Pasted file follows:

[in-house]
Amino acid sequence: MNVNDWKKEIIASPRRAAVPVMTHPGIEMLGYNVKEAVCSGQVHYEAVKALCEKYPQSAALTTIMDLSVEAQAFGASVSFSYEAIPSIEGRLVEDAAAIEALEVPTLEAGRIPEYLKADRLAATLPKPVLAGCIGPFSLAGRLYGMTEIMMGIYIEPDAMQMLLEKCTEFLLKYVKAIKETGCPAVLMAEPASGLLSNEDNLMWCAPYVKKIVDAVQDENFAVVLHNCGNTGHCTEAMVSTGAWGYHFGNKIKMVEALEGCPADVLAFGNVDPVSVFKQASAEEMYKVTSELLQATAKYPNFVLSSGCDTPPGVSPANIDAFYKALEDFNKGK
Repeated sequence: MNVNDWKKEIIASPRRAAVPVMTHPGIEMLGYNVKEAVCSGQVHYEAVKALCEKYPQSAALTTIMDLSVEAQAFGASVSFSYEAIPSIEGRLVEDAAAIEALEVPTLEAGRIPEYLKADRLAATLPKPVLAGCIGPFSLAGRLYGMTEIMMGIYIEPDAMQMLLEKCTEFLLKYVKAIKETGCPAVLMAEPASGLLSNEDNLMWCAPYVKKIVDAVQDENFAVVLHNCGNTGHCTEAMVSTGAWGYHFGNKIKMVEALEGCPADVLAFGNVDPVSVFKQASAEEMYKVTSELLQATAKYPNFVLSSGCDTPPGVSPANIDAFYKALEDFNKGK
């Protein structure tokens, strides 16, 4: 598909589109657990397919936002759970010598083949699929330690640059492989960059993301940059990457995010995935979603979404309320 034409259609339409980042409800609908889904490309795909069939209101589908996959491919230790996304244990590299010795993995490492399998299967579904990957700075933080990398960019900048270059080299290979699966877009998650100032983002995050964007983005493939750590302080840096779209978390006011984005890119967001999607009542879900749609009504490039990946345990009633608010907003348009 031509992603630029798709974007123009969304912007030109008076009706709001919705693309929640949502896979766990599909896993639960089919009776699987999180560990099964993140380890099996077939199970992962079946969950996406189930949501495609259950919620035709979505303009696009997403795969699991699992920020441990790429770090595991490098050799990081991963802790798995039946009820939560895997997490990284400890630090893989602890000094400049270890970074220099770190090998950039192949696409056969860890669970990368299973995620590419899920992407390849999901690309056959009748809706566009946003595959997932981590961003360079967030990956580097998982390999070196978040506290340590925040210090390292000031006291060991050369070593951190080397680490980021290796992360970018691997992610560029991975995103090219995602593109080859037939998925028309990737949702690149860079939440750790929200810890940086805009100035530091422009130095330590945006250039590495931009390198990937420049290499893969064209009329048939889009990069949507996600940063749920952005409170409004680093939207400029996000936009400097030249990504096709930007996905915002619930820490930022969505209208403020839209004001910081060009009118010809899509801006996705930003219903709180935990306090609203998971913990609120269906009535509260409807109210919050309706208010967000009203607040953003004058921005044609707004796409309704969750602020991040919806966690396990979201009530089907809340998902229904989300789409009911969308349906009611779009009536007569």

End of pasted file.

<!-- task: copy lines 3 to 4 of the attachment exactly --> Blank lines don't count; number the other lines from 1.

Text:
Repeated sequence: MNVNDWKKEIIASPRRAAVPVMTHPGIEMLGYNVKEAVCSGQVHYEAVKALCEKYPQSAALTTIMDLSVEAQAFGASVSFSYEAIPSIEGRLVEDAAAIEALEVPTLEAGRIPEYLKADRLAATLPKPVLAGCIGPFSLAGRLYGMTEIMMGIYIEPDAMQMLLEKCTEFLLKYVKAIKETGCPAVLMAEPASGLLSNEDNLMWCAPYVKKIVDAVQDENFAVVLHNCGNTGHCTEAMVSTGAWGYHFGNKIKMVEALEGCPADVLAFGNVDPVSVFKQASAEEMYKVTSELLQATAKYPNFVLSSGCDTPPGVSPANIDAFYKALEDFNKGK
């Protein structure tokens, strides 16, 4: 598909589109657990397919936002759970010598083949699929330690640059492989960059993301940059990457995010995935979603979404309320 034409259609339409980042409800609908889904490309795909069939209101589908996959491919230790996304244990590299010795993995490492399998299967579904990957700075933080990398960019900048270059080299290979699966877009998650100032983002995050964007983005493939750590302080840096779209978390006011984005890119967001999607009542879900749609009504490039990946345990009633608010907003348009 031509992603630029798709974007123009969304912007030109008076009706709001919705693309929640949502896979766990599909896993639960089919009776699987999180560990099964993140380890099996077939199970992962079946969950996406189930949501495609259950919620035709979505303009696009997403795969699991699992920020441990790429770090595991490098050799990081991963802790798995039946009820939560895997997490990284400890630090893989602890000094400049270890970074220099770190090998950039192949696409056969860890669970990368299973995620590419899920992407390849999901690309056959009748809706566009946003595959997932981590961003360079967030990956580097998982390999070196978040506290340590925040210090390292000031006291060991050369070593951190080397680490980021290796992360970018691997992610560029991975995103090219995602593109080859037939998925028309990737949702690149860079939440750790929200810890940086805009100035530091422009130095330590945006250039590495931009390198990937420049290499893969064209009329048939889009990069949507996600940063749920952005409170409004680093939207400029996000936009400097030249990504096709930007996905915002619930820490930022969505209208403020839209004001910081060009009118010809899509801006996705930003219903709180935990306090609203998971913990609120269906009535509260409807109210919050309706208010967000009203607040953003004058921005044609707004796409309704969750602020991040919806966690396990979201009530089907809340998902229904989300789409009911969308349906009611779009009536007569």